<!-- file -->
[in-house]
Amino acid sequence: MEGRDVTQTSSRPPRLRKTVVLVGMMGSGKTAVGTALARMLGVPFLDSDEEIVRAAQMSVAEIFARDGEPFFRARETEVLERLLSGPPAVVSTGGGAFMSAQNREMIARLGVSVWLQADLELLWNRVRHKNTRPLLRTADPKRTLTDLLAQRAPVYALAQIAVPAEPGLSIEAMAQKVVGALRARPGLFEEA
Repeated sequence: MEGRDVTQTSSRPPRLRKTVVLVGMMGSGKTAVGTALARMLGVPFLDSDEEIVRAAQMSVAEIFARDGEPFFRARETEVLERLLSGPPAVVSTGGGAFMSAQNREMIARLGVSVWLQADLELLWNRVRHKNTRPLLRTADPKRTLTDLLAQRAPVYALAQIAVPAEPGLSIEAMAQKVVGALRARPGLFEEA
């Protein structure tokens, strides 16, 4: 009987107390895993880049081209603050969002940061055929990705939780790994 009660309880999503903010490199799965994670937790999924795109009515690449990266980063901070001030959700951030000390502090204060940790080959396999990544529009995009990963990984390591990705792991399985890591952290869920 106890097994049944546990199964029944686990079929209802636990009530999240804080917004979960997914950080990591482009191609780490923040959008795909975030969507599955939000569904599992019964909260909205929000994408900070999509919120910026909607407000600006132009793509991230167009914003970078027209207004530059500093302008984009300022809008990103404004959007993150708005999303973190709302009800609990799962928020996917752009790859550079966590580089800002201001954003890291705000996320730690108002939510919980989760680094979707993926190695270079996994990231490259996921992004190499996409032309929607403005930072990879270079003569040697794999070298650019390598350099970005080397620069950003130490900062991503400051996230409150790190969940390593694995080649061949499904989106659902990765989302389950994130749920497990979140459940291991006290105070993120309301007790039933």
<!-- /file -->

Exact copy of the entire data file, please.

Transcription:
[in-house]
Amino acid sequence: MEGRDVTQTSSRPPRLRKTVVLVGMMGSGKTAVGTALARMLGVPFLDSDEEIVRAAQMSVAEIFARDGEPFFRARETEVLERLLSGPPAVVSTGGGAFMSAQNREMIARLGVSVWLQADLELLWNRVRHKNTRPLLRTADPKRTLTDLLAQRAPVYALAQIAVPAEPGLSIEAMAQKVVGALRARPGLFEEA
Repeated sequence: MEGRDVTQTSSRPPRLRKTVVLVGMMGSGKTAVGTALARMLGVPFLDSDEEIVRAAQMSVAEIFARDGEPFFRARETEVLERLLSGPPAVVSTGGGAFMSAQNREMIARLGVSVWLQADLELLWNRVRHKNTRPLLRTADPKRTLTDLLAQRAPVYALAQIAVPAEPGLSIEAMAQKVVGALRARPGLFEEA
């Protein structure tokens, strides 16, 4: 009987107390895993880049081209603050969002940061055929990705939780790994 009660309880999503903010490199799965994670937790999924795109009515690449990266980063901070001030959700951030000390502090204060940790080959396999990544529009995009990963990984390591990705792991399985890591952290869920 106890097994049944546990199964029944686990079929209802636990009530999240804080917004979960997914950080990591482009191609780490923040959008795909975030969507599955939000569904599992019964909260909205929000994408900070999509919120910026909607407000600006132009793509991230167009914003970078027209207004530059500093302008984009300022809008990103404004959007993150708005999303973190709302009800609990799962928020996917752009790859550079966590580089800002201001954003890291705000996320730690108002939510919980989760680094979707993926190695270079996994990231490259996921992004190499996409032309929607403005930072990879270079003569040697794999070298650019390598350099970005080397620069950003130490900062991503400051996230409150790190969940390593694995080649061949499904989106659902990765989302389950994130749920497990979140459940291991006290105070993120309301007790039933």